UN urges South Sudan’s warring parties to make genuine progress at upcoming peace talks

Report
from UN Mission in South Sudan
Published on 11 May 2018 View Original

FRANCESCA MOLD

Nyalei Yar has lived at a temporary protection site next to a small United Nations base in the Unity region of South Sudan for three years.

She has no expectation of returning to her former home, as violence continues to plague the area. A recent surge in fighting has forced even more people to flee to the camp. The site previously held about 600 internally displaced people – it now provides sanctuary to almost 1800.

“I don’t know the future, the only thing I can say is that the UN and international community have to speak up to tell them to stop the fighting so that we can have peace in South Sudan,” said Nyalei Yar.

Responding to that plea, the Special Representative of the Secretary-General and Head of the UN Mission in South Sudan, David Shearer, is urging the warring parties to end the violence and fully commit to peace talks.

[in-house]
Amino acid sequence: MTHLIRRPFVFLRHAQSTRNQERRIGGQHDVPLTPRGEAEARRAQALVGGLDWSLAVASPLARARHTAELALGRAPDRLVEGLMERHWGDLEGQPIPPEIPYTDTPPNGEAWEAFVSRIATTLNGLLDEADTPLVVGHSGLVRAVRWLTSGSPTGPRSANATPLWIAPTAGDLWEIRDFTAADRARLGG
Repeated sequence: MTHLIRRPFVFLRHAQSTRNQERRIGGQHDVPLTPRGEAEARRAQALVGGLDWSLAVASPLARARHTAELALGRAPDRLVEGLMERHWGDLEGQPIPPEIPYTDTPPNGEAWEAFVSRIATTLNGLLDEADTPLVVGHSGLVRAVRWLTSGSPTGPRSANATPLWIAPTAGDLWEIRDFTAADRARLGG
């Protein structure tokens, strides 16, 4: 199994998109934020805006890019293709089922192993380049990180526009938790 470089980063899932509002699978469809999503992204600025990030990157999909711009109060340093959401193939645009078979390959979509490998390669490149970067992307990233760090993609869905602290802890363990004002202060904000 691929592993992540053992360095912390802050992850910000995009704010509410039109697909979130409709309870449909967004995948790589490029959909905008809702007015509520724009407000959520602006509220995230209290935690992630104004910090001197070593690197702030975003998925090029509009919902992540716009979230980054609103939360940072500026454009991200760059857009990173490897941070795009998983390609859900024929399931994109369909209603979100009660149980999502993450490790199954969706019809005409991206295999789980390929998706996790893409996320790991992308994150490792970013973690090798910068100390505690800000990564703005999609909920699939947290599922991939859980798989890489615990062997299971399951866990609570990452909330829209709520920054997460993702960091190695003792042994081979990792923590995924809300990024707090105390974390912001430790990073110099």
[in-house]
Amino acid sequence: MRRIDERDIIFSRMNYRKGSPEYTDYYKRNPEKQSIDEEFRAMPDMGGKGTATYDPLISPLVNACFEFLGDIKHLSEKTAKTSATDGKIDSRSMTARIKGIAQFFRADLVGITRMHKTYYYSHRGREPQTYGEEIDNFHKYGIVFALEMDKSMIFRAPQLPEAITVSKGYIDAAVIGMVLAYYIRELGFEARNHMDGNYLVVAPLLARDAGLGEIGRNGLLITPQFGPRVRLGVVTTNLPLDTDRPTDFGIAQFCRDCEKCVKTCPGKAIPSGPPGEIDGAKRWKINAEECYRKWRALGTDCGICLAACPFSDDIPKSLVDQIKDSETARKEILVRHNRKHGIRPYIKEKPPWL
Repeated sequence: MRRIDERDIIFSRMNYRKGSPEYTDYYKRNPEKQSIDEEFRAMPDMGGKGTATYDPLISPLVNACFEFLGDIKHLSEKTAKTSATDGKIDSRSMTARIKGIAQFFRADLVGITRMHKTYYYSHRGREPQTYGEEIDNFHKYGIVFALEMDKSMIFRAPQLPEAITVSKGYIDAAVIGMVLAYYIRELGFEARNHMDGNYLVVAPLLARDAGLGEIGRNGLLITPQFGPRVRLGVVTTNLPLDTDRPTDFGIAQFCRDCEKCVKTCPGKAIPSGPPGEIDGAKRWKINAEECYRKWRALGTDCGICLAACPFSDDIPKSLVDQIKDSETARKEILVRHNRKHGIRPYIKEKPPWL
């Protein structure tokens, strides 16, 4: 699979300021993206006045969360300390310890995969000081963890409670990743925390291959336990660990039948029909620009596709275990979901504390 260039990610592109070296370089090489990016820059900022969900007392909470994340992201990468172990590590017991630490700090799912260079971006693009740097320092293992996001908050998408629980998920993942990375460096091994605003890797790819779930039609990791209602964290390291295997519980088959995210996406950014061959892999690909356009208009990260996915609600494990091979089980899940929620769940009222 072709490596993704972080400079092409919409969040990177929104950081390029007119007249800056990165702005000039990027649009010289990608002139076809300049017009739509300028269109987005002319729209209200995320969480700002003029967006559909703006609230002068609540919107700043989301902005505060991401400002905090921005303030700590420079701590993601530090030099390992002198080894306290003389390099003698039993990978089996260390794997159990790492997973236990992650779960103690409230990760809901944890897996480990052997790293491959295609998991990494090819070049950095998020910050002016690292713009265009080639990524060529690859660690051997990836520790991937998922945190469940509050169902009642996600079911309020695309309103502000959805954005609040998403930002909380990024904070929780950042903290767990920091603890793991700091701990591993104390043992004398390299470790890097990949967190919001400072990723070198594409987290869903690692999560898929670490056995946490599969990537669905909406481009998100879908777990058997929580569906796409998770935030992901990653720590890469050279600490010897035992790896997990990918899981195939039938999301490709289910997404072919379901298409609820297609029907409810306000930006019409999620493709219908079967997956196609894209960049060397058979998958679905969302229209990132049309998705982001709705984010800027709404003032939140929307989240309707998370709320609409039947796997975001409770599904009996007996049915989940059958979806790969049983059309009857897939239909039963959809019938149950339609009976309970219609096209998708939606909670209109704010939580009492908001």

“The solution to the challenges that are facing South Sudan are not violent ones, they are political. Certainly political, not military,” said David Shearer. “All of the warring parties must abide by the Cessation of Hostilities Agreement, lay down their weapons and come to the negotiating table with a genuine willingness to compromise, to reconcile and to work for peace.”

Talks at the High Level Revitalization Forum are set to resume in Addis Ababa next week. All parties will be represented, including the UN.

“We believe very strongly that this forum is critical to achieving a genuine and lasting peace and we hope that our role there will be able to narrow the position between the various parties,” said David Shearer. “I hope that the parties seize the opportunity to make real progress for the sake of their people, who continue to suffer immensely from the ongoing conflict.”

The SRSG also reiterated the message of the Under-Secretary-General of Peacekeeping Operations, Jean-Pierre Lacroix, to the Security Council this week, where Mr. Lacroix urged the Intergovernmental Authority on Development (IGAD), to release and make public reports of violations of the Cessation of Hostilities Agreement produced by the Ceasefire and Transitional Security Arrangements Monitoring Mechanism (CTSAMM).

“It is important that these reports are considered and where the evidence exists that the violators are held to account publicly. It is only by doing that, that we will be able to end the cycle of impunity that exists,” Mr. Shearer said.

Shuttle diplomacy between the parties is already underway in Addis Ababa, where formal talks are due to begin on May 17.